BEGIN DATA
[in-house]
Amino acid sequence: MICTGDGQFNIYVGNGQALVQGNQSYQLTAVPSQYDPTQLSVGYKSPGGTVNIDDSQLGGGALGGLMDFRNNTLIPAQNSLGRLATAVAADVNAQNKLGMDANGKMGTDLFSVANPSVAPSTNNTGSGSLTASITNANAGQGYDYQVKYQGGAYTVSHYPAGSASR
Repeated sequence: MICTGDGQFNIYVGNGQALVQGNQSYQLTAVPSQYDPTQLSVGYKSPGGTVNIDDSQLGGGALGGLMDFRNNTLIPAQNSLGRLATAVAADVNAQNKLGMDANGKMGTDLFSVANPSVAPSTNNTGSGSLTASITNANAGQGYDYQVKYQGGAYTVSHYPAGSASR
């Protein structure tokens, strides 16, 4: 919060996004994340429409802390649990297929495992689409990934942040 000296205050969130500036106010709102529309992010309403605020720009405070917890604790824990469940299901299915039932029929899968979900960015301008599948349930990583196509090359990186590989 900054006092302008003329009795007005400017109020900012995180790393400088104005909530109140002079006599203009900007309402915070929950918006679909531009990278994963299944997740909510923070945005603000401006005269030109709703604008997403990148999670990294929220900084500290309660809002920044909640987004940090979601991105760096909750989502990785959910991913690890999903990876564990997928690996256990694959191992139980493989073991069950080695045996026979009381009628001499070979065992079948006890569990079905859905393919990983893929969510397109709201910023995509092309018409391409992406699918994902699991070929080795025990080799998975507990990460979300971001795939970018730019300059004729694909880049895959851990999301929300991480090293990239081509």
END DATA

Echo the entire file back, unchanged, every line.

[in-house]
Amino acid sequence: MICTGDGQFNIYVGNGQALVQGNQSYQLTAVPSQYDPTQLSVGYKSPGGTVNIDDSQLGGGALGGLMDFRNNTLIPAQNSLGRLATAVAADVNAQNKLGMDANGKMGTDLFSVANPSVAPSTNNTGSGSLTASITNANAGQGYDYQVKYQGGAYTVSHYPAGSASR
Repeated sequence: MICTGDGQFNIYVGNGQALVQGNQSYQLTAVPSQYDPTQLSVGYKSPGGTVNIDDSQLGGGALGGLMDFRNNTLIPAQNSLGRLATAVAADVNAQNKLGMDANGKMGTDLFSVANPSVAPSTNNTGSGSLTASITNANAGQGYDYQVKYQGGAYTVSHYPAGSASR
């Protein structure tokens, strides 16, 4: 919060996004994340429409802390649990297929495992689409990934942040 000296205050969130500036106010709102529309992010309403605020720009405070917890604790824990469940299901299915039932029929899968979900960015301008599948349930990583196509090359990186590989 900054006092302008003329009795007005400017109020900012995180790393400088104005909530109140002079006599203009900007309402915070929950918006679909531009990278994963299944997740909510923070945005603000401006005269030109709703604008997403990148999670990294929220900084500290309660809002920044909640987004940090979601991105760096909750989502990785959910991913690890999903990876564990997928690996256990694959191992139980493989073991069950080695045996026979009381009628001499070979065992079948006890569990079905859905393919990983893929969510397109709201910023995509092309018409391409992406699918994902699991070929080795025990080799998975507990990460979300971001795939970018730019300059004729694909880049895959851990999301929300991480090293990239081509």